On digital tachographs, it is necessary to make a manual entry directly onto the card to record any work carried out away from the vehicle e.g. driving a non-tacho vehicle, working in the warehouse, admin etc. It is different to a hand-written entry as these are recorded on the reverse of a piece of printer paper, typically in the event of an emergency, VU malfunction or to record any supporting information.
It is possible to eject the card in the middle of a shift so long as the vehicle is stationary. Ideally, the card should stay in the tachograph as long as that vehicle is in use, but there may be circumstances where it is necessary to eject the card e.g. to download it, DVSA road-side inspections, vehicle changes etc.
If the driver does eject the card, they are required to make a manual entry upon re-insertion to ensure there are no gaps in the tachograph trace.
When travelling on a ferry during the course of a Daily Rest, best practice is to set the tachograph onto Ferry Boat Mode. This should be done: a) when starting a period of rest at the port before embarkation, FBT mode should be set as soon as the tacho is set to rest, b) directly after the first interruption, typically involving embarkation of the ferry, the tacho should be reset to rest and FBT mode should be selected, c) if it is necessary to complete a Daily Rest at your destination, the tacho should be set to rest directly after disembarking and FBT mode should again be selected.
Most operators will either send a driver home to pick up their card in the event that the driver has forgotten it! Failing that, the driver may be given non-driving duties to carry out as it is illegal to be sent out on any type of tachograph vehicle without a driver card, even if it is fitted with an analogue instrument. If the DVSA stop you, they will want to see your driver card if one has been issued!
If the driver card is lost, is stolen, or begins to malfunction, it will be necessary to obtain a replacement from the DVLA using form D777B. The replacement must be ordered within 7 days of loss, theft or malfunction but our recommendation is that you do this on the same day if possible. The reason for this is that, under these circumstances, a driver can drive a tachograph vehicle for up to 15 days without a driver card, so long as the driver produces a printout from the VU at the start and end of every journey. If a driver leaves it until day7 to order a replacement card, they are only leaving themselves 8 days for that replacement card to be processed.
A driver can not drive using a Company Card. The Company Card does not record data, but acts a bit like a key, allowing access to the VU in order to download the data from the tachograph. Without a valid Company Card, you will be unable to download any data from the VU. You must also use the Company Card to “lock in” your tachographs whenever you purchase or hire a new vehicle. This means that no one can access your data unless they have a Company Card registered to your operation.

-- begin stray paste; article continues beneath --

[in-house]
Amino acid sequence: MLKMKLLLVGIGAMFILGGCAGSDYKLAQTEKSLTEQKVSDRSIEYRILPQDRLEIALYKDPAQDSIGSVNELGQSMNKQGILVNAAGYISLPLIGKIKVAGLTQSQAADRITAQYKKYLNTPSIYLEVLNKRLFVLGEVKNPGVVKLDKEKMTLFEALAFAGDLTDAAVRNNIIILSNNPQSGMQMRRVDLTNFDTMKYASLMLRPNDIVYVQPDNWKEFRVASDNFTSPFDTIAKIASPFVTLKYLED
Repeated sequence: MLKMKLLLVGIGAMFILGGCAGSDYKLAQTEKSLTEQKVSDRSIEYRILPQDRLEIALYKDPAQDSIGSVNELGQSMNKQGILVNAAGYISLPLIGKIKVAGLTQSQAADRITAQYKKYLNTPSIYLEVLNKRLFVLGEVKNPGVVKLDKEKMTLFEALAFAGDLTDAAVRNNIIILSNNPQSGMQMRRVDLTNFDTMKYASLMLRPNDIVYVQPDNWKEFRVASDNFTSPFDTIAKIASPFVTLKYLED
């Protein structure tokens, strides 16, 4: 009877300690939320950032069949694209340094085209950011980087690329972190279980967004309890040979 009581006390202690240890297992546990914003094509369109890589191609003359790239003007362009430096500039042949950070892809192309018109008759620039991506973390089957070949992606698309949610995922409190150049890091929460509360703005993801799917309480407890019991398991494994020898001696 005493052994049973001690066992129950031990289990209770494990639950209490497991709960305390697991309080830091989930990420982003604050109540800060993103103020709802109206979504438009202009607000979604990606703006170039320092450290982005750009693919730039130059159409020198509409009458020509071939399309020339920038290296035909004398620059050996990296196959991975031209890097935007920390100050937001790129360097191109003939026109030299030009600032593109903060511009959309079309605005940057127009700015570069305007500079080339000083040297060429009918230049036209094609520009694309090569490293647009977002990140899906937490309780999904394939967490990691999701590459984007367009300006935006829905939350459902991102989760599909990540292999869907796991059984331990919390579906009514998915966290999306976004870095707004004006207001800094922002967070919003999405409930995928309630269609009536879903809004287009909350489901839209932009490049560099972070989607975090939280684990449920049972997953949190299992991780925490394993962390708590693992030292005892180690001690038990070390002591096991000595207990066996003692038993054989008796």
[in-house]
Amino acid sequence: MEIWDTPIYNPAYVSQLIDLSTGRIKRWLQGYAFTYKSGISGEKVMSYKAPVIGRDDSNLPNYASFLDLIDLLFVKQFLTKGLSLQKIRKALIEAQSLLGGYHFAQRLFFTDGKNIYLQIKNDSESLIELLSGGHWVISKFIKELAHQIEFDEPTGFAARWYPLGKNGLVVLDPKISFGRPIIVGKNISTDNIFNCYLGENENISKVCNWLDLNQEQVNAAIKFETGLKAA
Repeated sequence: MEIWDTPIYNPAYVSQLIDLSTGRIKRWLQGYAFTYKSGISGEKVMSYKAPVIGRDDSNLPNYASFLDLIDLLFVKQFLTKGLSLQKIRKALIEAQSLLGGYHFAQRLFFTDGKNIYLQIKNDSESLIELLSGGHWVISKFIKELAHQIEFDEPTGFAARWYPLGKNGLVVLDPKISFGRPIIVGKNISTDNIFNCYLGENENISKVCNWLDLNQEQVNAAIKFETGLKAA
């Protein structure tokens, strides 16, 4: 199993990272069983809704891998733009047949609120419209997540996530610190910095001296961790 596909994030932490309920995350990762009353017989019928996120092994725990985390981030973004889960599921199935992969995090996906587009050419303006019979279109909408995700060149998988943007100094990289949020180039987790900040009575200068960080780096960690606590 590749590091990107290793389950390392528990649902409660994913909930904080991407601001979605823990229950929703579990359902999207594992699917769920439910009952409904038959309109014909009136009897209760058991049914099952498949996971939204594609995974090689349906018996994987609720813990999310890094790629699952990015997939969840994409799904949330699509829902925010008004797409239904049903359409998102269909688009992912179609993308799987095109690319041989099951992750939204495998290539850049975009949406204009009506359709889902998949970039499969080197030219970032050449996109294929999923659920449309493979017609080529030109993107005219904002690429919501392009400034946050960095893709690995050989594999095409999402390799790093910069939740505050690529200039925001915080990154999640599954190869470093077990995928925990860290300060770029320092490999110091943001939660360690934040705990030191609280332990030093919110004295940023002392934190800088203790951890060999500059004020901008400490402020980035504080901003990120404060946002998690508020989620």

The driver card will record information including time spent working, odometer readings, vehicle registration numbers and anything that has been entered onto the card by way of a tachograph manual entry (manual entries are not recorded on the VU).
The VU will record some information that does not get recorded by the driver card e.g. speed information, instances of the vehicle being used without a driver card, unaccounted mileage and events and faults. The DVSA will look at VU data alongside card data and may look at all of these elements so it is best to employ an analysis solution that will provide a thorough breakdown of your VU files.
The DVSA will ask to see the current day and the previous 28 calendar days’ worth of information. If you are driving a digital tachograph, this may typically include information stored on your driver card plus any printouts you may have made in that period. If you are driving vehicles with both analogue and digital tachographs, then you will need to have your card, plus printouts, plus any analogue records you may have for that period.
In some circumstances, it may be necessary to produce a printout from your digital tachograph: when you are driving for up to 15 days whilst awaiting a replacement driver card; if you driver card malfunctions when you are out on the road; to record details relating to unforeseen events or emergencies; upon the request of an enforcement officer.
When you are multi-manning, it is necessary to swap cards slots when you change drivers over. Both drivers must follow the log-off procedure for both of their cards, reinsert their cards into the opposite slot and then follow the usual log-on procedure for each card. This can take some time!
If you exceed either driving time or total shift time due to an unforeseen event such being caught in a tailback following a motorway closure, don’t panic. Just carry on to the first safe stopping place such as a motorway service station (not the hard shoulder!). On arrival at this stopping place, the first thing you must do is take a printout from the VU and then write the relevant details on the reverse such as: location of event; approximate time; location of stopping place etc. The more details the better! Never leave it until the end of the shift to record these details!